A long drink, a term with which you might not be familiar, is a bartender’s term for a cocktail which is longer on non-alcoholic mixer than it is on base spirit. You may already know some long drinks as highballs, a slightly younger name which refers to a long drink made with just a single base spirit and a single mixer, often with a fruit garnish. A gin and tonic is a highball, but a Tom Collins (containing not only gin and soda but sugar and lemon juice) is a long drink. The Tom Collins, by the way, gave its name to the archetypical tall glass in which these drinks are served. A highball glass is usually synonymous with a Collins glass (and vice versa).
Cocktails follow formulas, and the combination of a single base spirit and a particular mixer often lends its name to some other concoction made with the same mixer and a different base spirit. The Tom Collins, for instance, begat the Vodka Collins. You could ask a bartender for a Whiskey Collins, and while he or she might look at you funny they’d know exactly what you mean without having to stop to think. Some names have lost popularity over time (Mamie Taylor, anyone?), but others are still current and show up in all sorts of interesting combinations. The Mojito, by the way, is also a long drink; replace the rum with gin and it becomes a Southside; add lemon to that and it turns into a Major Bailey. Formulas! They’re magic! Continue reading →
I’ve already made use of the book, as you might discern from the above picture. That’s an oleo-saccharum in progress — sugar muddled with lemon peel, extracting the oil from the peel and resulting in a much more complex final product than you’d get with just lemon juice. I’ll see you tonight!
We Love Drinks authors Kirk and I were really spoiled this year. In 2010 with wine, beer and cocktails alike we saw a resurgence of the desire to enjoy and educate ourselves in the world of libation. Sure we still like a shot from a dive bar but we also love craft cocktails. It’s not a drunk town, it’s a drinks town!
In addition to the old favorites, a number of new places opened up. We found ourselves covering everything we could despite busy day jobs (it certainly improved my tolerance level. shut up, pesky liver, wine is good for you!). There was the continuation of the wine bar explosion with cosy Dickson Wine Bar, DC’s raging beer love with Biergarten Haus and the promise of DC Brau, luscious cocktail smoothies at Fruit Bat, the rough-and-tumble American Ice Co. – I know we missed a few, and I’m going to do my best to stay on top of 2011. We’ve got burning questions in the coming year – will the winter opening of Jack Rose get me to hang out in Adams Morgan again, or will the Bier Baron successfully revive the faded Brickskellar space (and reputation)?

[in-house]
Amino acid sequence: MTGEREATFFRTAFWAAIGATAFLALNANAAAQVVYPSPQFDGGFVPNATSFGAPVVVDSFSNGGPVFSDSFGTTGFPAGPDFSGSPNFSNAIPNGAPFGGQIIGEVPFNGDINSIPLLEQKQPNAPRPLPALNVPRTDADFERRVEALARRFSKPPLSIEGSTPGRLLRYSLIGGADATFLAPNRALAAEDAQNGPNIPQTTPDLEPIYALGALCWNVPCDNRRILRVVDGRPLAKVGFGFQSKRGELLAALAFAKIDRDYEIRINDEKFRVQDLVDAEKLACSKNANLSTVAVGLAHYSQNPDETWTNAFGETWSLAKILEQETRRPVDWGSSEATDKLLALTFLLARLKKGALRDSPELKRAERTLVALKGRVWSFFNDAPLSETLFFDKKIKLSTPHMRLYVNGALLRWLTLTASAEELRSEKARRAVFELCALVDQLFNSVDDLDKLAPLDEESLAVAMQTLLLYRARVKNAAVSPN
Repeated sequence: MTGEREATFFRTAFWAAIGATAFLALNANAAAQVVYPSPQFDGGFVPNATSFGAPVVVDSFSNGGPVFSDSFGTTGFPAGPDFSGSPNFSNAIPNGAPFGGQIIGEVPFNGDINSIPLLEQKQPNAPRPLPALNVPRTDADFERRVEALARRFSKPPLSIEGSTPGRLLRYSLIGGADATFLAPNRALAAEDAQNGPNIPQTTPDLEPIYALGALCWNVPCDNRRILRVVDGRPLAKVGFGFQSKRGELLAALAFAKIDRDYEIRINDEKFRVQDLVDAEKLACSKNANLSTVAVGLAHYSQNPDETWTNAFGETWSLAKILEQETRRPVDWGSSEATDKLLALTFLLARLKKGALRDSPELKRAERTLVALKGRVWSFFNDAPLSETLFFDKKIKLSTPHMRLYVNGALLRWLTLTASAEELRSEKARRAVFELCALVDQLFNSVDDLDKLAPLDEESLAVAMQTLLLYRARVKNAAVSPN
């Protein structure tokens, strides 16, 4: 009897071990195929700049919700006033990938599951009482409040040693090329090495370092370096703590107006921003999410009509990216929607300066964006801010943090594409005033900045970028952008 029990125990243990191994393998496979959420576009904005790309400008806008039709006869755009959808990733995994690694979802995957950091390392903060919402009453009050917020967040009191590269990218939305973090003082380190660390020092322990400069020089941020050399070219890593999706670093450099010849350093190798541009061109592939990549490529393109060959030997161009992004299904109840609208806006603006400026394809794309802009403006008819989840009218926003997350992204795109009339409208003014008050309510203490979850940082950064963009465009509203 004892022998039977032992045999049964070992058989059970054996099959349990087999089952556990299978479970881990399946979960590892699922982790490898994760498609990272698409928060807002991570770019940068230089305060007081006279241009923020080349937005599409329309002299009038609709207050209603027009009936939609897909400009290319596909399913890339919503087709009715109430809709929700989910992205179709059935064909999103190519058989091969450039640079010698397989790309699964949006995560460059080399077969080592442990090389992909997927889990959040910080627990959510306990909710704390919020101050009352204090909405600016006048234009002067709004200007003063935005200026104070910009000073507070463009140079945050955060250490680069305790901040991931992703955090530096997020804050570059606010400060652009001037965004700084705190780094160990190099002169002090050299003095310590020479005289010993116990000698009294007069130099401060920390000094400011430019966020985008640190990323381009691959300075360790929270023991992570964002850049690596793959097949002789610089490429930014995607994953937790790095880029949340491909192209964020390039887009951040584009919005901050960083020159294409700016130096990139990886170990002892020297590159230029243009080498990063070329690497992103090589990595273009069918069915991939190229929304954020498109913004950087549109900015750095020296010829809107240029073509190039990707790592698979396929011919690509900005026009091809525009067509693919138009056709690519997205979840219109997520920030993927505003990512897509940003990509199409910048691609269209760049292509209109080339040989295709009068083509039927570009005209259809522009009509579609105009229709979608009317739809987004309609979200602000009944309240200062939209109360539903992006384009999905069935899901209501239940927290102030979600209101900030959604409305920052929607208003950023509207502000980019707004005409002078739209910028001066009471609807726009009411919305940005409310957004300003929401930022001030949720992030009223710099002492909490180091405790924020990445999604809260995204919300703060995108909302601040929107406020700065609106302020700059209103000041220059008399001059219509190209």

Anything you’d like to see covered? Interested in joining our merry drinks band? Drop me a line, I’d love to know.
From 3pm-7pm this Saturday, not only can you enjoy some seriously fun cocktails like the Tea Bagger (Kilbaggan whiskey, dry vermouth, and olive juice) or the Fear Monger (Kraken rum, lime and ginger beer) with 10% of sales going charity, you also just might witness the epic endgame between Norton and Colbert, whose battle royale has been waged not only in the name of comedy but also to help educate the country on the lack of voting representation for District residents.
So can you down a Norton’s Revenge, Colbert? Let’s see you sneer at DC now, huh? Take your medicine!
Trust my favorite bar The Passenger to come up with a terrifyingly terrific way to spend the night before All Hallow’s Eve. Saturday, October 30 from 7pm to close, the bar will toy with the occult by serving up the infamous El Zombie cocktail, a concoction so potent it’s rumoured to turn the living into the undead!
Regular Zombie cocktails are deadly enough – with their origins in the 1930′s Tiki craze, the deceptive fruit content of these rum-based drinks mask the alcohol, resulting in the inbiber’s doooooooooom. From a haunted laboratory within the bar, test your fortitude against the El Zombie’s “evil combination of Mezcal, overproof rum, and infierno” resurrected from a secret recipe. Shudder. Continue reading →